WARNER: We knew generally about that situation. I wouldn't call it hand-in-glove because Saddam—he claims he doesn't have control over that region, but he certainly tolerates it. And Chris, that was the strong part of the speech that was directed towards Europe because now their attention is focused on how quickly that knowledge could spread out of that camp and begin to inflict harm on them or indeed, some of the material itself. Powell did a wonderful job today. His speech was as strong as the speech given by our president on September 12 to the United Nations.

MATTHEWS: Well, did you know particularly the government of Iraq offered chemical and biological weapons training to two al Qaeda associates beginning in 2000? The government offered it, not just those people up in the camps up in Kurdistan, but the actual government in Baghdad of Saddam Hussein offered weapons training in chemicals.

WARNER: Chris, I stand behind all the facts that Powell gave today to the world to see because we have in our committee and in the Intelligence Committee been discussing this information for some time...
That last answer was a fuzzy non-answer, but Matthews didn’t seem to notice. At this point, he asked one question of Senator Feinstein. After her somewhat troubling response, he seemed to beg Warner for war:
MATTHEWS (continuing directly): Senator Feinstein, did you know this particular fact, the missing connection here apparently made by the administration, by Secretary Powell, that al Qaeda was offered help in chemical weapons training by Saddam Hussein's government and took it?

FEINSTEIN: No. As a member of the Intelligence Committee, this has never, to my knowledge, been brought to our attention, and I think what Secretary Powell did today that was truly unique was from the very beginning, plunge into the facts, and weave a very, I thought, compelling web of circumstances. But a good deal of it, frankly, was new, and I've been pretty good about attending intelligence briefings and also asking for them, and the nexus that he drew between al Qaeda, not 9/11, but al Qaeda, who perpetrated 9/11, and Iraq, was all new.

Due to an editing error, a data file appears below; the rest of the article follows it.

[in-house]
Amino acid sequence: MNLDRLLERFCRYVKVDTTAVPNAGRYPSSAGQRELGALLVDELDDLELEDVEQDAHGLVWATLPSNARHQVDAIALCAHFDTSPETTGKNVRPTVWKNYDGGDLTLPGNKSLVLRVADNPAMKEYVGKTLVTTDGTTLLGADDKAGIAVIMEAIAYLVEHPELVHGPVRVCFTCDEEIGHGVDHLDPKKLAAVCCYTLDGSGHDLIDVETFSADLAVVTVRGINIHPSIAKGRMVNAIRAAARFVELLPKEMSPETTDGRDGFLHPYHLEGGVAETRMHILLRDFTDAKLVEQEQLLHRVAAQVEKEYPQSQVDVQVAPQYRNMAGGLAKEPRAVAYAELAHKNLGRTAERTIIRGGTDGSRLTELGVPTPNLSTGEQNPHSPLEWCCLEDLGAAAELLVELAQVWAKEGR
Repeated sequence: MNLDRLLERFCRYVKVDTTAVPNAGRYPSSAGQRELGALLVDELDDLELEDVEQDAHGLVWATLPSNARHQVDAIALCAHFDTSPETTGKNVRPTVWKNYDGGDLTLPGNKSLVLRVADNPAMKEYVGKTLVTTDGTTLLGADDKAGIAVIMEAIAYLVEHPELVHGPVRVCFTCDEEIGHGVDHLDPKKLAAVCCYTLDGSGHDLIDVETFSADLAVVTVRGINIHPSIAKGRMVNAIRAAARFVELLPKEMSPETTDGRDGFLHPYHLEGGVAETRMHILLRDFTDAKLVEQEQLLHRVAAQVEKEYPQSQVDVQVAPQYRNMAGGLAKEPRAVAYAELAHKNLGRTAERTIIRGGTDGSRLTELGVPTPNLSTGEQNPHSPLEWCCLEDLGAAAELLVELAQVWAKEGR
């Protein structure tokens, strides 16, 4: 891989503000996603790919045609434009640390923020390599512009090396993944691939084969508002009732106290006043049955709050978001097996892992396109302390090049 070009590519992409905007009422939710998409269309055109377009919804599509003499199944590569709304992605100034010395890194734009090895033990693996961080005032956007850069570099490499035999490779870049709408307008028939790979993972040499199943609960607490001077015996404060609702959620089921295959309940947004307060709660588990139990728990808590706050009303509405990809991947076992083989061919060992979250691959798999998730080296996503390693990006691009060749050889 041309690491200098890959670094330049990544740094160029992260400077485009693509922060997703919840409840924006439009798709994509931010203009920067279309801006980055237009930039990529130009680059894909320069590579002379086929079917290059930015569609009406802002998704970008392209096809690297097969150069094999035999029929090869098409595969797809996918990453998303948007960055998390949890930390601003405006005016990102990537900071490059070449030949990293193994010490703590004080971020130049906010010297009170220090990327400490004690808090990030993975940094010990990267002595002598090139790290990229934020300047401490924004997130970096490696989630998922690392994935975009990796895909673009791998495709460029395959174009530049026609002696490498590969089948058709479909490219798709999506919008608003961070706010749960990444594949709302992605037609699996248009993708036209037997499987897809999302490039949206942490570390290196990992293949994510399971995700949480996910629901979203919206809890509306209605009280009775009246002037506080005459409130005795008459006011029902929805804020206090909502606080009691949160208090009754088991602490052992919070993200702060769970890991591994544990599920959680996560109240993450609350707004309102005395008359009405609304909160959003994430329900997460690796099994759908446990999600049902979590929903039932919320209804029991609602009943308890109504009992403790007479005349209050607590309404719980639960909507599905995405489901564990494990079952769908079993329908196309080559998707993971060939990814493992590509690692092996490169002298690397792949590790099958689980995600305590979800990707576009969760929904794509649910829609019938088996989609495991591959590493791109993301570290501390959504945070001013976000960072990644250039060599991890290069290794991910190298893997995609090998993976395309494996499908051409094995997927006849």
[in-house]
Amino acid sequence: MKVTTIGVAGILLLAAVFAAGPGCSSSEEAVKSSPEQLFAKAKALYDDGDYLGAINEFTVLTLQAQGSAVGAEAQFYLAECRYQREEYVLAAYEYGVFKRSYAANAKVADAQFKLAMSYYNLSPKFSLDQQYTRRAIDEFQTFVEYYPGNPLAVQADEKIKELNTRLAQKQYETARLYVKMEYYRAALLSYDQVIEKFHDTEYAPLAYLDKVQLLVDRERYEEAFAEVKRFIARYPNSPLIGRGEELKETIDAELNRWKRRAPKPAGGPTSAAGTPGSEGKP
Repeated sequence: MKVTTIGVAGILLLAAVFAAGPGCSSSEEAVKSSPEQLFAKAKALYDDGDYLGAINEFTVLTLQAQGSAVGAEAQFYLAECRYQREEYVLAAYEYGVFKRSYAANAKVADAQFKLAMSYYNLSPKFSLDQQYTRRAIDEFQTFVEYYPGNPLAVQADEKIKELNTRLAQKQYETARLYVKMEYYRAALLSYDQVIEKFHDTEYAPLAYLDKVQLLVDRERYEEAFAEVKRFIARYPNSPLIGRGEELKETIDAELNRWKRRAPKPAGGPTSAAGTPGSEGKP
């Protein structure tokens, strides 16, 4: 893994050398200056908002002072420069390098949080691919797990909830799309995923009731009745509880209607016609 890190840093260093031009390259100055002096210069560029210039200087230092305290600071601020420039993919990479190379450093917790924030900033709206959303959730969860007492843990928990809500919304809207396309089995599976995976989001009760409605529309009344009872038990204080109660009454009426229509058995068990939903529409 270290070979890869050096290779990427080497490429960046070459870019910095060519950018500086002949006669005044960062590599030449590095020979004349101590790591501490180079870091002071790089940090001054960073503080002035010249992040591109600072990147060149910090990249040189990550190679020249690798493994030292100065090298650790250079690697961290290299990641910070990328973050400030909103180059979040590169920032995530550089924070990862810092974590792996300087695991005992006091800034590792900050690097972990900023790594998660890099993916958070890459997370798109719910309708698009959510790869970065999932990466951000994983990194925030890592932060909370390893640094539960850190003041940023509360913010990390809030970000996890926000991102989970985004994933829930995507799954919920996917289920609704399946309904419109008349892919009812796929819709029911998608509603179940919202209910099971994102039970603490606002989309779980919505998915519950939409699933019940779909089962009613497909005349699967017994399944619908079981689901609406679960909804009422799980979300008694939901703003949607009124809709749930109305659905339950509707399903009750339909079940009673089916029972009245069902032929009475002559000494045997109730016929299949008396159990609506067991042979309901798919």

MATTHEWS: Let me ask Senator Warner, why doesn't the United States military, why don't we just hit those targets in Kurdistan, the chemical weapons camps, the training camps? Why don't we hit them now?
Feinstein had never heard that before—and a lot of Powell’s claims were new! But so what? In response to those pregnant statements, our fearless anti-war crusader skedaddled directly back to Warner.

He asked him why we don’t just move directly to war.

Was Matthews a lonely voice this night? To borrow Walsh’s pleasing language, was he openly opposing the rush to war? Was he battling bloodthirsty hawks? Was he railing against spineless Democrats who won't muster the power to stop them?

At no point did Matthews adopt any such stance on this particular evening, or in the days and weeks which followed. After speaking with Warner and Feinstein, he brought on super-hawk Richard Perle for two bloodthirsty segments.

During these segments, Matthews agreed that France had perfidiously sought “a separate peace” with Saddam. But then, it was time for “the Hardball debate,” during which our lonely voice repeatedly seemed to beg for instant war.

Poor Matthews! He was so shocked by the things Powell said that he wondered if we shouldn’t hit Iraq right away! Here you see chunks of his lonely stance as he spoke with the recently-retired Rep. Dick Armey and with MSNBC analyst Bill Arkin: